Anyway, all this prepared me for the Army. Just after the war ended I was posted to a British Military Hospital in Italy. Talk about cultural diversity! Relatively few of the World’s cultures exist in the United States. All of them were present in war-end Italy, – ten thousand, twenty thousand?

Remarkably, thanks to my Cornish training, I had no particular difficulty in getting along with any of them. Now, if only vaguely, I was able to see why it is part of the Cornish culture to be interested in, and to get along with, all kinds of people.

From time immemorial the Cornish were miners. Most of the tin, copper, zinc, lead and silver used in the early part of the Industrial Revolution, which laid the foundations for our modern wealth, came from Cornwall. Presently other, more easily-worked ore sources were discovered, and Cornish miners engaged in a great diaspora. It is still said that anywhere there is a hole in the ground, you’ll find a Cornishman at the bottom of it.

During this diaspora we became known as Cousin Jacks. I don’t know why, but I do know we could not have succeeded as miners without learning to get along with the locals where the ores were. Thus, for purely practical reasons, the getting-along-with-people part of our culture became established.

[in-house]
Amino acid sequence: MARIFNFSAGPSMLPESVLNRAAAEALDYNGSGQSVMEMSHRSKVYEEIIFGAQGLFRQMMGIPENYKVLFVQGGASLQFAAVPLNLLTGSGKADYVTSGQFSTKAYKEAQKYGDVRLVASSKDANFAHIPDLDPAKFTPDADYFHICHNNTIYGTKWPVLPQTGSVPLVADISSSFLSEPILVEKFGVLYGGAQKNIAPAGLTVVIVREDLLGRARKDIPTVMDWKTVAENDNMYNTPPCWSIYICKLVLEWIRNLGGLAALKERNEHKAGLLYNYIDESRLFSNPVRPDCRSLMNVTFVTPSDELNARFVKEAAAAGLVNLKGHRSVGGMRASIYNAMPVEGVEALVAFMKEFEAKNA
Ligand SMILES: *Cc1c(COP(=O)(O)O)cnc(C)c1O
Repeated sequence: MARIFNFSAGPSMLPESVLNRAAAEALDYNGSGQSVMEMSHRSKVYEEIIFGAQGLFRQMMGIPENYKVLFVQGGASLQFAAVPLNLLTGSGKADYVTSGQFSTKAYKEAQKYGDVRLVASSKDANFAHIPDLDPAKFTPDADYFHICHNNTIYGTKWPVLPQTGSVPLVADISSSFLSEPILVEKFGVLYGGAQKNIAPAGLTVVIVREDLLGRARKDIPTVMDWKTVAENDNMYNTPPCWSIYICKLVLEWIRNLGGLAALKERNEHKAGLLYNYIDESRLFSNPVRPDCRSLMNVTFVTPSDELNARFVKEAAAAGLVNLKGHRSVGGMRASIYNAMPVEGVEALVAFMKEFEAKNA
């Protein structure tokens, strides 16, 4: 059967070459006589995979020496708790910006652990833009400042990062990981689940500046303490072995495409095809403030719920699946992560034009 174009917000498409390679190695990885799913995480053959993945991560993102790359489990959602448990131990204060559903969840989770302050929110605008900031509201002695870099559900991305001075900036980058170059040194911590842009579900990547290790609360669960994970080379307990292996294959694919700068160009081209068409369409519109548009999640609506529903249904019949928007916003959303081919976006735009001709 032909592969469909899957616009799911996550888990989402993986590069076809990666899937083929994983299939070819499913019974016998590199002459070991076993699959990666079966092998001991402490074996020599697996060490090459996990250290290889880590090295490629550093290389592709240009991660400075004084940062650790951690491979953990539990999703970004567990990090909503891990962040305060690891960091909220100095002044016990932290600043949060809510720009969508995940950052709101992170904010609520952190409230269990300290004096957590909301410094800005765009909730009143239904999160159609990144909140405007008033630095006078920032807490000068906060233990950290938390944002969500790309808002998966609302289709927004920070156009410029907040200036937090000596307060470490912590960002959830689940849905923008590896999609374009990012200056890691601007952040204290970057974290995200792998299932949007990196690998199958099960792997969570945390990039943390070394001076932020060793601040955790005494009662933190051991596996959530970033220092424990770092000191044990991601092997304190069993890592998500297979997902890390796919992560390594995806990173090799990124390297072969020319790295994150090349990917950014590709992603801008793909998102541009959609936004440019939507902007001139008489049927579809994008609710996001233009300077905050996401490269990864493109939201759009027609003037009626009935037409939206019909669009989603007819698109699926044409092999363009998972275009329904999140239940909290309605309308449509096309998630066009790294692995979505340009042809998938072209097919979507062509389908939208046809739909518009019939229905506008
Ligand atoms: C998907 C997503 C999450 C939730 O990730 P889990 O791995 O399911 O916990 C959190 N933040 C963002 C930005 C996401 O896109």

Thus it is, I’d guess, with every culture. Its hallmarks initially arise for practical reasons of economics and survival. But what is a culture anyway? My Italian experiences set this question ringing in my head, where it has reverberated ever since. If people are so much alike, what is this culture thing that makes them seem different?

My conclusion is, a person’s culture is what the person does without thinking about it.

And there let’s leave it, for now.

Text and photos are Copyright © 1999 by Brian C. Coad. All rights reserved.

Brian C. Coad’s “hard” science fiction stories have appeared in Analog and in Azimov’s Magazine.

(EDITOR’S NOTE: The preceding post originally appeared in the online multicultural journal New Tribal Dawn, which published essays, fiction and poetry from 1999 to 2007. Although the journal is no longer active, we are preserving its fine literary archive here for posterity.)